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Sanger, Margaret Higgins

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Definition: Sanger, Margaret Higgins from

The American Heritage® Dictionary of the English Language

, Margaret Higgins 1879–1966.


American nurse who campaigned widely for birth control and founded (1921) the organization that became the Planned Parenthood Federation (1942).


Margaret Sanger photographed c. 1922 Library of Congress LOC

Summary Article: Sanger, Margaret (Louise), (1879 – 1966) from The Crystal Reference Encyclopedia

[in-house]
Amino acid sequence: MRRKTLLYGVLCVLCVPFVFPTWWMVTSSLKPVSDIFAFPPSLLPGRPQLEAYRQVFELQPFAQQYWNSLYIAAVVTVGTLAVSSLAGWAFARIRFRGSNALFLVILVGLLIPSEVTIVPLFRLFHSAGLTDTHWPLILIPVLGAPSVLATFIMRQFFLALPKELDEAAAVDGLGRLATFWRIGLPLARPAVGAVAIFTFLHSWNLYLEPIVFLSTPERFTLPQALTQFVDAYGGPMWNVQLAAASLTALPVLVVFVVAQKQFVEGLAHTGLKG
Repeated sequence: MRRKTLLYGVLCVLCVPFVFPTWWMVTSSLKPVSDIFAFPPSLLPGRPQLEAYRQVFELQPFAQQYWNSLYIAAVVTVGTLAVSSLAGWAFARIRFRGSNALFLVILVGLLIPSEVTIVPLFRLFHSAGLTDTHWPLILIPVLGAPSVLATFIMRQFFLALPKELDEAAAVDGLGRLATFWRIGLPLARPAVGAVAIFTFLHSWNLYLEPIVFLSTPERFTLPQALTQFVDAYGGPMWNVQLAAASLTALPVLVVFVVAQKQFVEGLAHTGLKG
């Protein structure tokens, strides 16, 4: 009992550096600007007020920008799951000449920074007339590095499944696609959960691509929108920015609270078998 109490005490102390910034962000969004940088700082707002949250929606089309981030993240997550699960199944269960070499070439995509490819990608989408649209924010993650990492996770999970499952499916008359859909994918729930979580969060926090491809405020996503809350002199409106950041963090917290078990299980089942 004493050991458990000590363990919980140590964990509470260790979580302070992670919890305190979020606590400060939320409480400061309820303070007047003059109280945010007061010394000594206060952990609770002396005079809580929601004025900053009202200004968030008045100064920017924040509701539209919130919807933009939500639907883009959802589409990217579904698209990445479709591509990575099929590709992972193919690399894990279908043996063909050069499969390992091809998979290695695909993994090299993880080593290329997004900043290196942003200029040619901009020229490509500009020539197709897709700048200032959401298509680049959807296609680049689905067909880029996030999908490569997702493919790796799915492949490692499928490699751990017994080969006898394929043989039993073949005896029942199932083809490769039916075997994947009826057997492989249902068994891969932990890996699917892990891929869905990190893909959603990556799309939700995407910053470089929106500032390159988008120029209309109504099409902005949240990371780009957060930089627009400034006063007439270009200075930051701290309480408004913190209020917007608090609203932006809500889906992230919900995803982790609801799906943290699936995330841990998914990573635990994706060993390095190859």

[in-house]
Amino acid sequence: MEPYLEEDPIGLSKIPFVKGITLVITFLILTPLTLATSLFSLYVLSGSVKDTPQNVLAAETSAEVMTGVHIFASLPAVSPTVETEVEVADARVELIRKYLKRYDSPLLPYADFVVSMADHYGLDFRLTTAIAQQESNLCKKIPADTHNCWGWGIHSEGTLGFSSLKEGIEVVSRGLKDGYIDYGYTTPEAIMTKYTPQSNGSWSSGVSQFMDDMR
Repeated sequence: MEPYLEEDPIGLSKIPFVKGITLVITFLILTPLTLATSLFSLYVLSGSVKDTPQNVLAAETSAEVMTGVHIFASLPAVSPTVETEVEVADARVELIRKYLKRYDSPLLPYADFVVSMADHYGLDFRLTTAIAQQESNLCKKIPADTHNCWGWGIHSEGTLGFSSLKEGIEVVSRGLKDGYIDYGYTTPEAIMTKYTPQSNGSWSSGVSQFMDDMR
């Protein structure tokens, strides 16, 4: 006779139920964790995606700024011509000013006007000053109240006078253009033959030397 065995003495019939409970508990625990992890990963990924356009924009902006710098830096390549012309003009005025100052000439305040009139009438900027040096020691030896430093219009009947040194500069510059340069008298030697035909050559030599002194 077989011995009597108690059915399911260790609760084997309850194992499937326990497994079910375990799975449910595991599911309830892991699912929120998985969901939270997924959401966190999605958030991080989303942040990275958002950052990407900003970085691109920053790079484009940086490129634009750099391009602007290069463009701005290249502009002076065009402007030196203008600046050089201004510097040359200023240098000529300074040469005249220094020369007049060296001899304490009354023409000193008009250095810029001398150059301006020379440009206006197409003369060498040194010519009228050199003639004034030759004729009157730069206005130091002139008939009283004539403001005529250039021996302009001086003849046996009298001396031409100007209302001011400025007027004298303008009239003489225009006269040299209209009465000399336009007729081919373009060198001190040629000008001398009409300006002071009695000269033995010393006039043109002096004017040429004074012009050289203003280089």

Birth control advocate, born in Corning, New York, USA. The sixth of eleven children, she married architect William Sanger (1902) and had three children before leaving him in 1913. She moved to New York City (1912) where she became active in the women’s labour movement and the Socialist Party. She concluded that control over childbearing was the key to female emancipation, and was appalled by women’s ignorance of contraception, which she experienced first-hand working as a practical nurse in New York City (1912). She wrote newspaper articles on feminine hygiene, put out a militant journal entitled Woman Rebel, and published a pamphlet, Family Limitation (1914), in which she coined the term birth control and called for legalization of contraception.Indicted for violating postal laws, she fled to Canada and then England (1914), where she was influenced by sex reformer Havelock Ellis to tone down her radi...    Continue Reading
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